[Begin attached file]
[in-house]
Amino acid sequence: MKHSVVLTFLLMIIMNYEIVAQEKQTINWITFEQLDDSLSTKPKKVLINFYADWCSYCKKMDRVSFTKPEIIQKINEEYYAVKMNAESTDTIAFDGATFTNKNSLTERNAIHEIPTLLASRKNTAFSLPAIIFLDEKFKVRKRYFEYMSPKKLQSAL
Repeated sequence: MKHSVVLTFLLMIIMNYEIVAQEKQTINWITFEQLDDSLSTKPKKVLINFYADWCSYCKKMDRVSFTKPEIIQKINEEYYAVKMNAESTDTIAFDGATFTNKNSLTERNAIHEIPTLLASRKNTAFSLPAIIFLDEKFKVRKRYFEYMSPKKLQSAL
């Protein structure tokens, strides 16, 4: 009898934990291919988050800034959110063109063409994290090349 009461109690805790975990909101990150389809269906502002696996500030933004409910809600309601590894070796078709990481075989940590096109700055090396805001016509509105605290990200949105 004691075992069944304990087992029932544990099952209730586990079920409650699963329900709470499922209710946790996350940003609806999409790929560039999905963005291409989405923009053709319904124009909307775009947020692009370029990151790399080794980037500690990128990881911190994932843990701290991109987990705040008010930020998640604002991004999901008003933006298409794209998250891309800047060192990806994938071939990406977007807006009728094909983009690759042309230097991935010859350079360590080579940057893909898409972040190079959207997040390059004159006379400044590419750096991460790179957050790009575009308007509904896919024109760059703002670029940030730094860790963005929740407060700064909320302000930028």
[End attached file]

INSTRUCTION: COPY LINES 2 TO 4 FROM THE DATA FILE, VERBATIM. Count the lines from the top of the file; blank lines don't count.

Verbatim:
Amino acid sequence: MKHSVVLTFLLMIIMNYEIVAQEKQTINWITFEQLDDSLSTKPKKVLINFYADWCSYCKKMDRVSFTKPEIIQKINEEYYAVKMNAESTDTIAFDGATFTNKNSLTERNAIHEIPTLLASRKNTAFSLPAIIFLDEKFKVRKRYFEYMSPKKLQSAL
Repeated sequence: MKHSVVLTFLLMIIMNYEIVAQEKQTINWITFEQLDDSLSTKPKKVLINFYADWCSYCKKMDRVSFTKPEIIQKINEEYYAVKMNAESTDTIAFDGATFTNKNSLTERNAIHEIPTLLASRKNTAFSLPAIIFLDEKFKVRKRYFEYMSPKKLQSAL
């Protein structure tokens, strides 16, 4: 009898934990291919988050800034959110063109063409994290090349 009461109690805790975990909101990150389809269906502002696996500030933004409910809600309601590894070796078709990481075989940590096109700055090396805001016509509105605290990200949105 004691075992069944304990087992029932544990099952209730586990079920409650699963329900709470499922209710946790996350940003609806999409790929560039999905963005291409989405923009053709319904124009909307775009947020692009370029990151790399080794980037500690990128990881911190994932843990701290991109987990705040008010930020998640604002991004999901008003933006298409794209998250891309800047060192990806994938071939990406977007807006009728094909983009690759042309230097991935010859350079360590080579940057893909898409972040190079959207997040390059004159006379400044590419750096991460790179957050790009575009308007509904896919024109760059703002670029940030730094860790963005929740407060700064909320302000930028």